AS PREPARED FOR DELIVERY
The United States has joined consensus on this resolution after substantial negotiations among many delegations. We are pleased that our discussions were constructive and progress was made.
We point out that implicit in this and any other discussion of international migration is the well-settled principle under international law that all states have the sovereign right to control admission to their territory and to regulate the admission and expulsion of foreign nationals. At the same time, we recognize that States must respect the human rights of migrants, consistent with their obligations under international law, including international human rights law. The United States fulfills these obligations by providing substantial protections under the United States Constitution and other domestic laws to aliens within the territory of the United States, regardless of their immigration status.
We are pleased that countries were able to work together to improve this text to more accurately reflect the rights and responsibilities of States in this regard. With this in mind, we would like to reiterate some of the points we raised during the consultations.
As noted, we strongly support and endorse the responsibility of States to protect the human rights of all people, including migrants, in their territories. The United States takes this responsibility very seriously and urges other States to do so.
Similarly, we call attention to the well-established principle that states have an affirmative duty to accept the return of their nationals who have been expelled or returned from the territory of another state. The expeditious return of irregular migrants to their countries of origin would contribute significantly to decreasing detention periods as called for in this resolution.
With respect to concerns regarding the detention of migrants, I would like to emphasize that although international law does not prohibit the detention of persons who have violated a country’s immigration or criminal laws, we share concerns that when States enforce such laws, they must do so in a manner consistent with their obligations under international law, including international human rights law.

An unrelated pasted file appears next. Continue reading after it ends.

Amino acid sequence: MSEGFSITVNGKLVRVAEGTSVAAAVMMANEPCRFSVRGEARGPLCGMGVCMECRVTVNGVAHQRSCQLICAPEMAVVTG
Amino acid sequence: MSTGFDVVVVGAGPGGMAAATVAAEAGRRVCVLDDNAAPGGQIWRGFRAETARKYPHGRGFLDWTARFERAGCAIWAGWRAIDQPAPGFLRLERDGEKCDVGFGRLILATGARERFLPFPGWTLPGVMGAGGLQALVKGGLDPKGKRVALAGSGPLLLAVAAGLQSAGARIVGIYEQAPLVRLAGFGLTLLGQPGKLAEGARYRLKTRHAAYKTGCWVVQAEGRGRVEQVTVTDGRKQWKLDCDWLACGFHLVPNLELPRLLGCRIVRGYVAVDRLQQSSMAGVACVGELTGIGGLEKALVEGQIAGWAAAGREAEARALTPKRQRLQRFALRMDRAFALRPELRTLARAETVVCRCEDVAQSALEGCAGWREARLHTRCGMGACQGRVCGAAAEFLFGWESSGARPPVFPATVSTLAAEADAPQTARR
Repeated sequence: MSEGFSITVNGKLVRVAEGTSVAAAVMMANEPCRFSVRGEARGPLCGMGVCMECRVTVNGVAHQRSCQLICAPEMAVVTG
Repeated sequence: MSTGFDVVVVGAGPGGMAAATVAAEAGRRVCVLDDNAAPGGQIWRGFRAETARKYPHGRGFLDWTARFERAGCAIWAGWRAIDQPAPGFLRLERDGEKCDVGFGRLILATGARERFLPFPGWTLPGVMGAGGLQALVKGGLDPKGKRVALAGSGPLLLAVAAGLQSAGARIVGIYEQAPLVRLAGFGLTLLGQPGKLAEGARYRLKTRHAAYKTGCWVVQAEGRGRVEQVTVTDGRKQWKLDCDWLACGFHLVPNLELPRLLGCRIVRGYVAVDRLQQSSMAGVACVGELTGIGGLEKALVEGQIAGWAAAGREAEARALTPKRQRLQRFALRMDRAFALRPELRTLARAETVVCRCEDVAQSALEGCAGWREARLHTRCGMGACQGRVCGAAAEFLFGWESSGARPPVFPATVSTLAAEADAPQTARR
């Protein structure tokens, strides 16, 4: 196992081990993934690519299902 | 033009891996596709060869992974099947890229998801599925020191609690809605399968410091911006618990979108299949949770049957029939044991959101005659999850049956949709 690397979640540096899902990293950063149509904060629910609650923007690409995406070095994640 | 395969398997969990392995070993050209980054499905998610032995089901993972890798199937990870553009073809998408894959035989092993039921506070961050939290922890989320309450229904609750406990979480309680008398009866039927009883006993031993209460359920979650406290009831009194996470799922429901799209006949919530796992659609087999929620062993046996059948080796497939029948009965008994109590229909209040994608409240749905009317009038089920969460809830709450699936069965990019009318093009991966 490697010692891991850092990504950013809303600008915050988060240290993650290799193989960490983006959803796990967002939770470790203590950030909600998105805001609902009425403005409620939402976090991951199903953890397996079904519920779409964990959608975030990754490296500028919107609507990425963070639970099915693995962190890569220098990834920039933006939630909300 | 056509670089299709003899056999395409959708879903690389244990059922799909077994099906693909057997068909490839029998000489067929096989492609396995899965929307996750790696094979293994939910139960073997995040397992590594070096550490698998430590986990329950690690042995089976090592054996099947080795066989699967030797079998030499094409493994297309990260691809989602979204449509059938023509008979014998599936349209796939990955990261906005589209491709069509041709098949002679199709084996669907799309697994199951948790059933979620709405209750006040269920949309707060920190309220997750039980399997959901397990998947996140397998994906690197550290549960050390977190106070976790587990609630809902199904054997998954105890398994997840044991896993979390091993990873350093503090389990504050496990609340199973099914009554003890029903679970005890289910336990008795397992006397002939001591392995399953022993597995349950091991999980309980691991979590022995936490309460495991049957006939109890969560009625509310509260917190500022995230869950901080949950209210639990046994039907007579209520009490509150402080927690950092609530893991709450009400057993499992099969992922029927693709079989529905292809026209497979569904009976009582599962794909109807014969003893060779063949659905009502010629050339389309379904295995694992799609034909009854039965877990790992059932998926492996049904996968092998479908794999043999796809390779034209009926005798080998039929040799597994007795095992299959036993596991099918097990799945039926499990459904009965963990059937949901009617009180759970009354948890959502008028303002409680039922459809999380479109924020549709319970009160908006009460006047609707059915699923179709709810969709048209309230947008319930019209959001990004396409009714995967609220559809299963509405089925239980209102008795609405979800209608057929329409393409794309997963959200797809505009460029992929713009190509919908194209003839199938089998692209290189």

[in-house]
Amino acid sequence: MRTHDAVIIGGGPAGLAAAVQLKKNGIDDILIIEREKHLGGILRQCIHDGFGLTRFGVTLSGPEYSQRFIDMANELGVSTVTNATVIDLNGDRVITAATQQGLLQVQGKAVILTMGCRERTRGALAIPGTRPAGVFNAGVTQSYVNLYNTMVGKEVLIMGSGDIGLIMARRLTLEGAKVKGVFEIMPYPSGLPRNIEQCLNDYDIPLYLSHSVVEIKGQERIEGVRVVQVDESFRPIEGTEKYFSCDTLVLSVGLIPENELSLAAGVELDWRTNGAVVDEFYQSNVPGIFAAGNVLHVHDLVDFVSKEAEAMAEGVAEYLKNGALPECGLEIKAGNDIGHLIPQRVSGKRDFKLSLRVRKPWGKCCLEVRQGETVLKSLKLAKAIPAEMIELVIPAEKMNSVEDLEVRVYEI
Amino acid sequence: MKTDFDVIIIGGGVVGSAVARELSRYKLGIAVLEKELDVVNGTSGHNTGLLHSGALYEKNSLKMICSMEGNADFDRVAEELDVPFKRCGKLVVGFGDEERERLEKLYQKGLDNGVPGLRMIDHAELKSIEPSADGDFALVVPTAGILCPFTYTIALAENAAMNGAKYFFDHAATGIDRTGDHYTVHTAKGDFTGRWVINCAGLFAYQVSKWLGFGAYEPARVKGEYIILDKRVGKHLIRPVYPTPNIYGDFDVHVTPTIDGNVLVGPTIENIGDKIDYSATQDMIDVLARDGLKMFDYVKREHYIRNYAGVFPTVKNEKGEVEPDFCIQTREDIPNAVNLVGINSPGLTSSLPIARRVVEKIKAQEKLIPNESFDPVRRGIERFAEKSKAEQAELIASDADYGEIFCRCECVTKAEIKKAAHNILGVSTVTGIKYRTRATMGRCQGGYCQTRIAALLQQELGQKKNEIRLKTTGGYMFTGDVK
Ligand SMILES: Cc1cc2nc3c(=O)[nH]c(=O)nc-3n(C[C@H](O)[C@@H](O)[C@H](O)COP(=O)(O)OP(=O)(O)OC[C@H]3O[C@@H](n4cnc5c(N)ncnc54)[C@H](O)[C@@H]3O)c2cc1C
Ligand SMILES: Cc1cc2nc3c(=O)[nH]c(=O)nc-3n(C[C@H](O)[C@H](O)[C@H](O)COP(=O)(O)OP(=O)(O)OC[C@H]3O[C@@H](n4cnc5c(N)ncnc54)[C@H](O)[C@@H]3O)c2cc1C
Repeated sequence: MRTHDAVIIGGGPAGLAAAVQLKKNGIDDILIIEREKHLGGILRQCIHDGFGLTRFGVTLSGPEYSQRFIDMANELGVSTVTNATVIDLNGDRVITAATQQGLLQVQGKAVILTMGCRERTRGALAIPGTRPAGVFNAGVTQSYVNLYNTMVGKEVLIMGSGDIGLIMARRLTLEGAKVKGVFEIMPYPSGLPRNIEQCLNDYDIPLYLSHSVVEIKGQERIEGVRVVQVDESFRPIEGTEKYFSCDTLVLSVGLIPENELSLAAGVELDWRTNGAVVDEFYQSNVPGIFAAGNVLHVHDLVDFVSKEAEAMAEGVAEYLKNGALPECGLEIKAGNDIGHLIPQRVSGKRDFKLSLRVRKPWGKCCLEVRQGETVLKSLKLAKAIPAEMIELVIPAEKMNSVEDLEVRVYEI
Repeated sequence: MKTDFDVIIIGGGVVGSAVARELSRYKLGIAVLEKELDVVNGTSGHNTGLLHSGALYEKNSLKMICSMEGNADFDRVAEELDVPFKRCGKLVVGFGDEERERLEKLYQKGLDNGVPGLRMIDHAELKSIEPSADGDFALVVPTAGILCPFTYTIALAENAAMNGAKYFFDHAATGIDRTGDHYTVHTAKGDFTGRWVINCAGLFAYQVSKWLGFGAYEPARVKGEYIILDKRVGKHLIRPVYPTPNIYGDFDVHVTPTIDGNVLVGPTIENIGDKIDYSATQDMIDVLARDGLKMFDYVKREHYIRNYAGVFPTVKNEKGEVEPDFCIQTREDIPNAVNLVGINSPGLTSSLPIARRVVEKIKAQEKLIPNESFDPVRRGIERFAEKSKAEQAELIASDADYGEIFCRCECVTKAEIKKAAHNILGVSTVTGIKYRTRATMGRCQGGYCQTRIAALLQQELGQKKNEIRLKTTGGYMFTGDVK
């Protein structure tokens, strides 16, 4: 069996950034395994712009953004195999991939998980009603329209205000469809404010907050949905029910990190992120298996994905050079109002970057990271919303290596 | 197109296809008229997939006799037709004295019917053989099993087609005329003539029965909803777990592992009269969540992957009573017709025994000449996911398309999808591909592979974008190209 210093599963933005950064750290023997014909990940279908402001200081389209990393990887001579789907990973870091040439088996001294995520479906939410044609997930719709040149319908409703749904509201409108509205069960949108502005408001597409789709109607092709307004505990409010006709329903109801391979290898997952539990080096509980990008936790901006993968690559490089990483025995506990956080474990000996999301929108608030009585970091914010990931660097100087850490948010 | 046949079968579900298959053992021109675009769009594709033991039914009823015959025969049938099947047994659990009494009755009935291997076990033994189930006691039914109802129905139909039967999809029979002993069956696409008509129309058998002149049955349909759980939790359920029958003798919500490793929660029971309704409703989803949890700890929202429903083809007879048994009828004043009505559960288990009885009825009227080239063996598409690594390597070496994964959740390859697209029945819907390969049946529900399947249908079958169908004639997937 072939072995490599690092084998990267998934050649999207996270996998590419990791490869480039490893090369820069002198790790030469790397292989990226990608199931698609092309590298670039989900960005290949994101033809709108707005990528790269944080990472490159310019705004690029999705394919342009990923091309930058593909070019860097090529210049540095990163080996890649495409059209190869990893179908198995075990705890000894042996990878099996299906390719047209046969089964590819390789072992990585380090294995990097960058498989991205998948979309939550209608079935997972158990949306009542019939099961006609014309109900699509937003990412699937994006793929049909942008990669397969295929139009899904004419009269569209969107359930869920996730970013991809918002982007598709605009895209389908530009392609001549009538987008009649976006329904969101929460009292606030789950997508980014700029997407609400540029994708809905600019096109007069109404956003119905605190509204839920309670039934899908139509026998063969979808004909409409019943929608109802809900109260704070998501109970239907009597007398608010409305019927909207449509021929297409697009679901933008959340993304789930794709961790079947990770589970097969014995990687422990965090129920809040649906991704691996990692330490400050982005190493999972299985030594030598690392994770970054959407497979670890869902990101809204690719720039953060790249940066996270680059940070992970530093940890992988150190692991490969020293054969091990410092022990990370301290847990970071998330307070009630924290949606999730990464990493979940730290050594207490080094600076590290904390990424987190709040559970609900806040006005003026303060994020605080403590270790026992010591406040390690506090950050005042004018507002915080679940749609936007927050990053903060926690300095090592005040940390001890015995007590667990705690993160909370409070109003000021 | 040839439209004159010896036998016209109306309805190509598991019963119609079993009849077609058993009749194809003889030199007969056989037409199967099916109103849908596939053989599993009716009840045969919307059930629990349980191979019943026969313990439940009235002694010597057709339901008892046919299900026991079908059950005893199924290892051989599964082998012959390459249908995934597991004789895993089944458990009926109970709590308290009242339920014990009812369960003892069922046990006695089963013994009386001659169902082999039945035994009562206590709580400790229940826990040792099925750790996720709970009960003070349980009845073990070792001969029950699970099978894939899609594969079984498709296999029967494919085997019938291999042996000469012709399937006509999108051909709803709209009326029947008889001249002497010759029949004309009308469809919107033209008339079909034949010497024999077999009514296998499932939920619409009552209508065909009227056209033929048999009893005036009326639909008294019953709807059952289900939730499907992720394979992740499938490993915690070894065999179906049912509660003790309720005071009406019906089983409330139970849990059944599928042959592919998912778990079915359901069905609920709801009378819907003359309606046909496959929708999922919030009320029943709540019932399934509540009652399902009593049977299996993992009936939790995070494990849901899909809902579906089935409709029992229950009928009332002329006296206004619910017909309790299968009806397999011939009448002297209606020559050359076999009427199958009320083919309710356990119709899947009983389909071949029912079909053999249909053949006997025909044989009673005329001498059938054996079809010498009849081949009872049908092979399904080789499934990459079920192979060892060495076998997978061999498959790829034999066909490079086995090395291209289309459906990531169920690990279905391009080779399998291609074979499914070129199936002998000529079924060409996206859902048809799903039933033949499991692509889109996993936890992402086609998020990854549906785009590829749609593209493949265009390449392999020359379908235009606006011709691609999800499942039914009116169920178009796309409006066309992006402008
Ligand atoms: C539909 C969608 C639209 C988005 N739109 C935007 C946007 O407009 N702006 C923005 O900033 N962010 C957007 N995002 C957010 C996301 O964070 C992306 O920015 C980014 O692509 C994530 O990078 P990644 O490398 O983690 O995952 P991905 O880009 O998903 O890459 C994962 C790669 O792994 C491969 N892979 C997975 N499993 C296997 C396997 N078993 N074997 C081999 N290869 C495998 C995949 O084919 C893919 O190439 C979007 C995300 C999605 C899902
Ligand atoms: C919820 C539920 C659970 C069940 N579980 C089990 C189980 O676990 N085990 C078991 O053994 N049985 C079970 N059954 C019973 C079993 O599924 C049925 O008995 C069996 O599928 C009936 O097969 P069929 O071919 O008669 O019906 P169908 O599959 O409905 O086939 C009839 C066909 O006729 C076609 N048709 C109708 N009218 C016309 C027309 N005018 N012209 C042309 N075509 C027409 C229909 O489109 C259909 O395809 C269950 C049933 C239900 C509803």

This resolution addresses the topic of migration on a global scale and seeks to find common ground among members states with regard to the protection of human rights. This is a crucial concern that the international community has and will continue to address in coming years. The UN’s approach to this global concern should not be sidetracked by undue focus on bilateral issues that are being addressed through respectful discussions and actions between the affected states. In this spirit, we believe it is inappropriate to make specific reference to a bilateral legal matter between two member states which has been previously addressed by this body. The case cited in pp9 is not the only one of this nature and referring to it alone diverts attention from the serious multilateral reflection and action required. Doing so does not promote constructive cooperation toward advancing the protection of human rights of migrants.
Mr. Chairman, the United States is a nation with a long history of welcoming immigrants and refugees, and we highly value legal, orderly and humane migration. More than one million American citizens currently live outside our borders. The United States urges its own citizens to observe all national and local laws when moving to or working in another country. We welcome legal immigrants and properly-documented temporary visitors, including workers and students, and we are committed to protecting the human rights of migrants within our borders.
Thank you, Mr. Chairman.
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